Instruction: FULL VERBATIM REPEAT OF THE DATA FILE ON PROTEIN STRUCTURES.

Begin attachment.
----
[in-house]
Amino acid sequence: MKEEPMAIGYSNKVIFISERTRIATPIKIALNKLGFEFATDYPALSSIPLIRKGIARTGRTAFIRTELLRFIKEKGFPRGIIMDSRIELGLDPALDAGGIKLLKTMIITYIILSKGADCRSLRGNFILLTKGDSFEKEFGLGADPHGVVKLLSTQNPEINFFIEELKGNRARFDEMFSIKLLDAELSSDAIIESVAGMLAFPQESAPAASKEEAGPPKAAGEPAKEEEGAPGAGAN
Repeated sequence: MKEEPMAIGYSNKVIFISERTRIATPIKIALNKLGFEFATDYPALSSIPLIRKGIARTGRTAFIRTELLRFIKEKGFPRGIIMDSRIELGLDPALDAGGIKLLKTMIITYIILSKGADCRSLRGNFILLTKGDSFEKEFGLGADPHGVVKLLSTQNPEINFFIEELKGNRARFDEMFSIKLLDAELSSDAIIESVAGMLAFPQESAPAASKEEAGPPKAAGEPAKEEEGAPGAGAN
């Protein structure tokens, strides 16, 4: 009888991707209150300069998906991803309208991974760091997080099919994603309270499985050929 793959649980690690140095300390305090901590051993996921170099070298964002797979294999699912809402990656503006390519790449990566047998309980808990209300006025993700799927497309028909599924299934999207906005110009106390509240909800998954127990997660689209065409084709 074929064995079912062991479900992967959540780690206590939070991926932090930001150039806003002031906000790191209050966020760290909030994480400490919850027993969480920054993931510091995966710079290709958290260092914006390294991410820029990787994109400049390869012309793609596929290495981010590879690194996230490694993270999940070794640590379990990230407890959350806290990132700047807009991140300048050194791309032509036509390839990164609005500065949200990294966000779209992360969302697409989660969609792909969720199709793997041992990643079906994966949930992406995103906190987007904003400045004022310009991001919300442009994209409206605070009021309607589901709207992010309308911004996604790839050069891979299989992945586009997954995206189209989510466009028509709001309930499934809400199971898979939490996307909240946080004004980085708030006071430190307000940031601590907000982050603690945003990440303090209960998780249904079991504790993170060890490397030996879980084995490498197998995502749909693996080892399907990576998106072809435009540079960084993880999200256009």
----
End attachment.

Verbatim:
[in-house]
Amino acid sequence: MKEEPMAIGYSNKVIFISERTRIATPIKIALNKLGFEFATDYPALSSIPLIRKGIARTGRTAFIRTELLRFIKEKGFPRGIIMDSRIELGLDPALDAGGIKLLKTMIITYIILSKGADCRSLRGNFILLTKGDSFEKEFGLGADPHGVVKLLSTQNPEINFFIEELKGNRARFDEMFSIKLLDAELSSDAIIESVAGMLAFPQESAPAASKEEAGPPKAAGEPAKEEEGAPGAGAN
Repeated sequence: MKEEPMAIGYSNKVIFISERTRIATPIKIALNKLGFEFATDYPALSSIPLIRKGIARTGRTAFIRTELLRFIKEKGFPRGIIMDSRIELGLDPALDAGGIKLLKTMIITYIILSKGADCRSLRGNFILLTKGDSFEKEFGLGADPHGVVKLLSTQNPEINFFIEELKGNRARFDEMFSIKLLDAELSSDAIIESVAGMLAFPQESAPAASKEEAGPPKAAGEPAKEEEGAPGAGAN
């Protein structure tokens, strides 16, 4: 009888991707209150300069998906991803309208991974760091997080099919994603309270499985050929 793959649980690690140095300390305090901590051993996921170099070298964002797979294999699912809402990656503006390519790449990566047998309980808990209300006025993700799927497309028909599924299934999207906005110009106390509240909800998954127990997660689209065409084709 074929064995079912062991479900992967959540780690206590939070991926932090930001150039806003002031906000790191209050966020760290909030994480400490919850027993969480920054993931510091995966710079290709958290260092914006390294991410820029990787994109400049390869012309793609596929290495981010590879690194996230490694993270999940070794640590379990990230407890959350806290990132700047807009991140300048050194791309032509036509390839990164609005500065949200990294966000779209992360969302697409989660969609792909969720199709793997041992990643079906994966949930992406995103906190987007904003400045004022310009991001919300442009994209409206605070009021309607589901709207992010309308911004996604790839050069891979299989992945586009997954995206189209989510466009028509709001309930499934809400199971898979939490996307909240946080004004980085708030006071430190307000940031601590907000982050603690945003990440303090209960998780249904079991504790993170060890490397030996879980084995490498197998995502749909693996080892399907990576998106072809435009540079960084993880999200256009």